The right hon. Gentleman the Member for Flint, West was not speaking to a guillotine Motion at all, and he knows that very well. He intervened in the debate in order to let off some of his vicious epigrams about the Prime Minister, some of them even new. He thought that this was a proper occasion. He might have saved them up until the Third Reading of the Finance Bill. They might have been a bit more relevant then. However, he thought that he would get them in now and that is the way in which he has used this debate.
He started off by saying that his indignation about the guillotine Motion was not synthetic and then he never mentioned the guillotine Motion again. He merely went ahead to discuss the Prime Minister in his usual terms. We all know that the right hon. Gentleman is trying to recapture his one moment in Parliamentary history. Everyone in this House knows that the one thing for which the right hon. Gentleman will be remembered for all of his political life, by his party—[Interruption.]—no, it was not his removal from the Treasury bench, or his withdrawal; it will be for none of his contributions to the nation's finances. This is not what he will be remembered for. It will be not his casual conversations on the grouse moors or his evidence to the Bank Rate Tribunal—
Unlike the rest of the House, Mr. Speaker, you had the good fortune not to hear the right hon. Member for Flint, 'West. I am replying to him directly. The one moment in Parliamentary history for which he will be remembered by his own party and by all of us was when his Prime Minister was in great difficulties—
I was saying that, in my opinion, the speech of the right hon. Member for Flint, West, illustrated how little the Opposition were concerned about this Motion, partly because he did not refer to it and partly because, instead of revealing the indignation of the Opposition about the Motion, he used the occasion to make a vicious personal attack on the Prime Minister—this from a man whose one achievement in politics was to stab his own leader in the back in the middle of the Profumo crisis.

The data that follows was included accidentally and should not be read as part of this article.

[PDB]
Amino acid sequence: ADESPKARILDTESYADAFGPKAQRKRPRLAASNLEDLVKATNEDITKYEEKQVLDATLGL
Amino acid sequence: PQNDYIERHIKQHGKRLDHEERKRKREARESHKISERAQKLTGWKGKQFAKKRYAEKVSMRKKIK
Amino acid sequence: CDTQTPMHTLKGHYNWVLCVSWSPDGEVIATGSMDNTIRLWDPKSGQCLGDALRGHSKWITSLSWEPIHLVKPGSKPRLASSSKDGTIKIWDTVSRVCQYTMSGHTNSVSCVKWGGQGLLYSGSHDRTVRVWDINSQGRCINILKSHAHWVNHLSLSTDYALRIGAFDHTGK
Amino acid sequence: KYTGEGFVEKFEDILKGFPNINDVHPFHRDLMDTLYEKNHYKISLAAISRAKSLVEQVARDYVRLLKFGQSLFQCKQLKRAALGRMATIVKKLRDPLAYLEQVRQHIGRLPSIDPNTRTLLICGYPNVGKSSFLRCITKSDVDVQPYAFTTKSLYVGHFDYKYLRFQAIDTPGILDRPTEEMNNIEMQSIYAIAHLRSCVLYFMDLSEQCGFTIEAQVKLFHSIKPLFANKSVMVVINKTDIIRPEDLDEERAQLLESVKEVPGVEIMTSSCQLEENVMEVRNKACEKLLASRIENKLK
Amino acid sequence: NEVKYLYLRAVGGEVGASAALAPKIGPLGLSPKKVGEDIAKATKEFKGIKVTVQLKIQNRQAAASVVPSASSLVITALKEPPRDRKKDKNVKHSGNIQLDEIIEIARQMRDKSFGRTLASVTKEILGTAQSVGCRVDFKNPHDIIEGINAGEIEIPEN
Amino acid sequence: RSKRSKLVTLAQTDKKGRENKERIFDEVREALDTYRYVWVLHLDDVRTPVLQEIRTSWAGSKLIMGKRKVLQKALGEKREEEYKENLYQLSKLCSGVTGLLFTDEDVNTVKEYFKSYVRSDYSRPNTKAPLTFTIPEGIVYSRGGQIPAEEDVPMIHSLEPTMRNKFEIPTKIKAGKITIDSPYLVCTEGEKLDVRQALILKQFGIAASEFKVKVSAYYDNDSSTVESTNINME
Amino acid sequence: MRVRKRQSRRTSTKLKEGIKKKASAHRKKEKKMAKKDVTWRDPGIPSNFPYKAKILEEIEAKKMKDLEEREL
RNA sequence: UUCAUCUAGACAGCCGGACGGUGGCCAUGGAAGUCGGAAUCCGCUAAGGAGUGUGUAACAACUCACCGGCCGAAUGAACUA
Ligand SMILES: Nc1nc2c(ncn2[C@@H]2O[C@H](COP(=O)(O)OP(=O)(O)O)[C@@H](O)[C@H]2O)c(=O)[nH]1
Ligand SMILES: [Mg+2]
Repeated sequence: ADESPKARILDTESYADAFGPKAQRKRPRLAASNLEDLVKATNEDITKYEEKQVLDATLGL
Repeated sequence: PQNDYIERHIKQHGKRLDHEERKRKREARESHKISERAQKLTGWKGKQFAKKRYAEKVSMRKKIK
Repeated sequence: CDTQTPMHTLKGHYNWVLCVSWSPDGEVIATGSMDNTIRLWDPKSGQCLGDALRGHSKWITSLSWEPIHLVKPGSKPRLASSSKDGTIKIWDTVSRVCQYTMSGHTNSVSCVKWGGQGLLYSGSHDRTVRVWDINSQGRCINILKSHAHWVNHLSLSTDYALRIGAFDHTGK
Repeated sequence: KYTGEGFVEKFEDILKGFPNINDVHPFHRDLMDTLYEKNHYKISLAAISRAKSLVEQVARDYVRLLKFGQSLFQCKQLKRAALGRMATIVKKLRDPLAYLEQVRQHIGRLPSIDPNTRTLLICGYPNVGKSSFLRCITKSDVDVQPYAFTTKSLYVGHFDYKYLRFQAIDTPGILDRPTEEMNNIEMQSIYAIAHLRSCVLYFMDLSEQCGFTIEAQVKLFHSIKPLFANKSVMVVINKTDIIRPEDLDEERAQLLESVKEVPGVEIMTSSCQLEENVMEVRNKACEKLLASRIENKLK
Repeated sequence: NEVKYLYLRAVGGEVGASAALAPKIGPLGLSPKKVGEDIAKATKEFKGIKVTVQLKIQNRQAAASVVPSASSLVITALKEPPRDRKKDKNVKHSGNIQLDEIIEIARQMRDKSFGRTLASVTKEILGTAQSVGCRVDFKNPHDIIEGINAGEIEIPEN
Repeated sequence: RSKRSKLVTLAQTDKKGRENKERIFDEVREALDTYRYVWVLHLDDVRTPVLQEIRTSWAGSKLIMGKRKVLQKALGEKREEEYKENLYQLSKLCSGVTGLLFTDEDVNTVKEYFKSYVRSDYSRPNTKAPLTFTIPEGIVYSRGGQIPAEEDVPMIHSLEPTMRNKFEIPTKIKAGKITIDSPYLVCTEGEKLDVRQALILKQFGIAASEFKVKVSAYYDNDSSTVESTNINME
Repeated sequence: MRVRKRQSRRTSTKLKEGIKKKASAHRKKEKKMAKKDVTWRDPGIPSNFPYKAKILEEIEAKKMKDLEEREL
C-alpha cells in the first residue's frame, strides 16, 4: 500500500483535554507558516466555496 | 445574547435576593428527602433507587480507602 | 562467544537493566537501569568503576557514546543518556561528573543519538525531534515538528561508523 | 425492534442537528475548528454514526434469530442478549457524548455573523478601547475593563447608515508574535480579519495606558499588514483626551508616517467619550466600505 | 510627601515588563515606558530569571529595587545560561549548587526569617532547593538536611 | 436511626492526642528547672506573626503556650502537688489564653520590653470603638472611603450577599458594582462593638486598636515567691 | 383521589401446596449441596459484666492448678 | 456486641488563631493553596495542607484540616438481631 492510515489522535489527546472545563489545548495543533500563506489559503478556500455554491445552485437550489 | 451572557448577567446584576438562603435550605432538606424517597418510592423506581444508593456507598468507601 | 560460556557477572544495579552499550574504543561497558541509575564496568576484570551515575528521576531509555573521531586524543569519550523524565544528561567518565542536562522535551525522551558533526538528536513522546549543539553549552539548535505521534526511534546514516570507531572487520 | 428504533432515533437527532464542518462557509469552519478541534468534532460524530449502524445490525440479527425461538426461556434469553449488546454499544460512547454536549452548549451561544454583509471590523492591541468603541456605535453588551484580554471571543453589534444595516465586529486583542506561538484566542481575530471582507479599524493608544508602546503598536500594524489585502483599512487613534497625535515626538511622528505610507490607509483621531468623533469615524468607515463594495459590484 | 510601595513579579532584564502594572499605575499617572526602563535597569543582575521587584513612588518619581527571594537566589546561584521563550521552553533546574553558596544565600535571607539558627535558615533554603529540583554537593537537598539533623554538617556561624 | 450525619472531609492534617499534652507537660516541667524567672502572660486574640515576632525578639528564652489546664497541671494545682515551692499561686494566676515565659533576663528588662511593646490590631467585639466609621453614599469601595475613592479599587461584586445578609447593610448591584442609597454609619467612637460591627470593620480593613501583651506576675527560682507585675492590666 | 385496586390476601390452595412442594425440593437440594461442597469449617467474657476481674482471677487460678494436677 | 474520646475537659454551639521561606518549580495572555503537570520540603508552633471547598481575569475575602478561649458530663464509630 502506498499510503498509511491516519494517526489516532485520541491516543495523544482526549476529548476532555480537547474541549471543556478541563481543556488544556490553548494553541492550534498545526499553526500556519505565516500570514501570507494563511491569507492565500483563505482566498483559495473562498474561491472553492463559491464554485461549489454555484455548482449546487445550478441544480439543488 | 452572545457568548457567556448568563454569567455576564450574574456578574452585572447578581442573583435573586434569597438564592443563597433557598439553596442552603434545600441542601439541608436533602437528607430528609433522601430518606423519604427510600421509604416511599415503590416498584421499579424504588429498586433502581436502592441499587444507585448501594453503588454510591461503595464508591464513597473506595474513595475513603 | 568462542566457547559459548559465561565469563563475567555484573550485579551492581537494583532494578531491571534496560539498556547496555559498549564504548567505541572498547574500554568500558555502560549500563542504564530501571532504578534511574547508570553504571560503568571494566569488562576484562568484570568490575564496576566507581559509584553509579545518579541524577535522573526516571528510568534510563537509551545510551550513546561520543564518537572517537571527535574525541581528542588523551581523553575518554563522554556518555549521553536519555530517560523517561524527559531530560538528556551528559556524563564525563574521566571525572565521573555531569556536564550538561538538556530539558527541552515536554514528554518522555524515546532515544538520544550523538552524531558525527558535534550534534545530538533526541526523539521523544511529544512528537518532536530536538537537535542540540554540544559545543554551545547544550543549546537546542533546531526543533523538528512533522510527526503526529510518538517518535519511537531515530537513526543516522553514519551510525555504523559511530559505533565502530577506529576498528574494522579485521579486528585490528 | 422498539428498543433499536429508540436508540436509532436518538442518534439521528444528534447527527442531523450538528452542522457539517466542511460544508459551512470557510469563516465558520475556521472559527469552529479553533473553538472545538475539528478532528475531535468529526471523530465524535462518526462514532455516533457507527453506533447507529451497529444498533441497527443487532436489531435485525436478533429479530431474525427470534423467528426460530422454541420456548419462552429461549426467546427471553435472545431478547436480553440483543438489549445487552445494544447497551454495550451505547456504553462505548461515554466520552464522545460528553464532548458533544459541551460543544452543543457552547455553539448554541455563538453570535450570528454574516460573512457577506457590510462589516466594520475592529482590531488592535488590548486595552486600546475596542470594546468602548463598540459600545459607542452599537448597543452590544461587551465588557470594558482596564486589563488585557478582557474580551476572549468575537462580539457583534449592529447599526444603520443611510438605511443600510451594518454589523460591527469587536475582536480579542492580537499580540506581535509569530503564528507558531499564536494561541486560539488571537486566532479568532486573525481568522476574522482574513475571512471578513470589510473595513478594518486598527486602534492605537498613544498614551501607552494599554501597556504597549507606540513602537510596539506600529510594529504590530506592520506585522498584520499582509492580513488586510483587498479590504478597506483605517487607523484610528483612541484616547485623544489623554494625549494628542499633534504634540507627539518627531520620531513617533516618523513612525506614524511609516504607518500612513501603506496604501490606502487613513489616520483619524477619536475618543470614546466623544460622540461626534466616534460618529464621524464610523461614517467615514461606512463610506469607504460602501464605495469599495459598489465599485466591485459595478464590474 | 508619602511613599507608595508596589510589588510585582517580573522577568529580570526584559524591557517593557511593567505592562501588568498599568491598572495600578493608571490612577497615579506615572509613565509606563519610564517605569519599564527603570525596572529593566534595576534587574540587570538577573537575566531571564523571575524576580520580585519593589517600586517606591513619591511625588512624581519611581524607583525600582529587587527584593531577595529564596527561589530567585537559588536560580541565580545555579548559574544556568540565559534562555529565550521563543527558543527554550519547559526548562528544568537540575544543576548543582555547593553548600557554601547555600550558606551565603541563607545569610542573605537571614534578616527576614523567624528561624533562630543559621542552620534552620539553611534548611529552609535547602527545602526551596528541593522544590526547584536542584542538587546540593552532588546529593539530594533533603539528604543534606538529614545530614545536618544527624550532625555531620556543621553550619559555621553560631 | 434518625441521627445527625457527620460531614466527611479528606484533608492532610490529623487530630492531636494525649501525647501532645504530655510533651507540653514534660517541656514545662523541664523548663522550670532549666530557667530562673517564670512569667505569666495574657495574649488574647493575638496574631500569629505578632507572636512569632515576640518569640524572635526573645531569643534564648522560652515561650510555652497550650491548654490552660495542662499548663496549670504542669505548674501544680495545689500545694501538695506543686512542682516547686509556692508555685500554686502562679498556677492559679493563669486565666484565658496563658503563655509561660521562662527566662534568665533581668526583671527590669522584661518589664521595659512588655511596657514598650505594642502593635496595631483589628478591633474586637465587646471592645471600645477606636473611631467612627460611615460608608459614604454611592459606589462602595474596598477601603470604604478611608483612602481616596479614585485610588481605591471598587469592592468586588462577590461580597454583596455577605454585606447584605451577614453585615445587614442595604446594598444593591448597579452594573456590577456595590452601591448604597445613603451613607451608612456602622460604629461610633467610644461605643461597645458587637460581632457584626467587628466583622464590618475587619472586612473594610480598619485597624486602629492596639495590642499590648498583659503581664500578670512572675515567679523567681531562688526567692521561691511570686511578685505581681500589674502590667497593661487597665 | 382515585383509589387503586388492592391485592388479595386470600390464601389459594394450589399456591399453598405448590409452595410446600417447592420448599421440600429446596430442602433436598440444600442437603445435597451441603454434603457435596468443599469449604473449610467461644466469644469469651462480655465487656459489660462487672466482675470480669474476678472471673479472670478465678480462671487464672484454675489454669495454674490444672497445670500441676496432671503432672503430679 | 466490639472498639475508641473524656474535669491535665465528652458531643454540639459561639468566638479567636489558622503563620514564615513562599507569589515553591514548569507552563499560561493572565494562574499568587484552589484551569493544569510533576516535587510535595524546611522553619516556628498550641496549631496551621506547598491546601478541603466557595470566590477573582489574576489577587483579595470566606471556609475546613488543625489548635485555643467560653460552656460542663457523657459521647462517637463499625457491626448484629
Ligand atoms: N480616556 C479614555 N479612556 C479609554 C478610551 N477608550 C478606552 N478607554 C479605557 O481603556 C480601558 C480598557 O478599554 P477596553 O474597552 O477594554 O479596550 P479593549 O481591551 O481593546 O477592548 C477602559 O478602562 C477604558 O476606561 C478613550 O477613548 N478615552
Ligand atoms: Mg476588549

On a point of order. I had the misfortune to listen to the speech of the right hon. Member for Flint, West (Mr. Birch) and after the exhibition, with manifestations of bitter venom— [Interruption.] It is all very well for the right hon. Member for Flint, West to snigger. He does not like the reply. I think that we should have a reply. I should like to make it myself —and God help the right hon. Gentleman if I do.
I am all in favour of my right hon. Friend the Member for Easing-ton (Mr. Shinwell) making his reply, but I wish that he would not make it in my speech. He should choose some other occasion. Perhaps he can get into the debates which we have in other places. I cannot, so I have to come here to make my speeches. I will be making an appli- cation to my right hon. Friend at some future date.
I am sorry if my speech was not as precisely in order as I always desire my speeches to be. I got into these difficulties because I wanted to reply to the speech of the right hon. Member for Flint, West. No one who heard his speech could doubt that the opposition of right hon. and hon. Members opposite to this Motion is bogus. No one who heard this speech could question that they are using this occasion merely for the purpose, as they think, of prosecuting their political animosities rather than for arguing the Parliamentary question of whether the Guillotine should be imposed in these circumstances. That is my judgment of the right hon. Gentleman's speech, and I would ask for the support of every hon. Member who heard his speech in my belief that he did not use his time to apply his mind to the Motion. But I will.
The hon. Member for Wokingham said that one of his objections to the Motion is that the Finance Bill is, in effect, two Bills and that this is one of the reasons why we have got into these difficulties. He says that the Government introduced financial measures which could not be put in the Finance Bill and therefore we had to have a second Bill on which the Government had to introduce an allocation of time Motion. But this has been done on many occasions. It may be regrettable that Governments, particularly Chancellors of the Exchequer, do not always arrange in advance that all their budgetary proposals are put in one Bill. It may be objectionable; but it has been done on many occasions.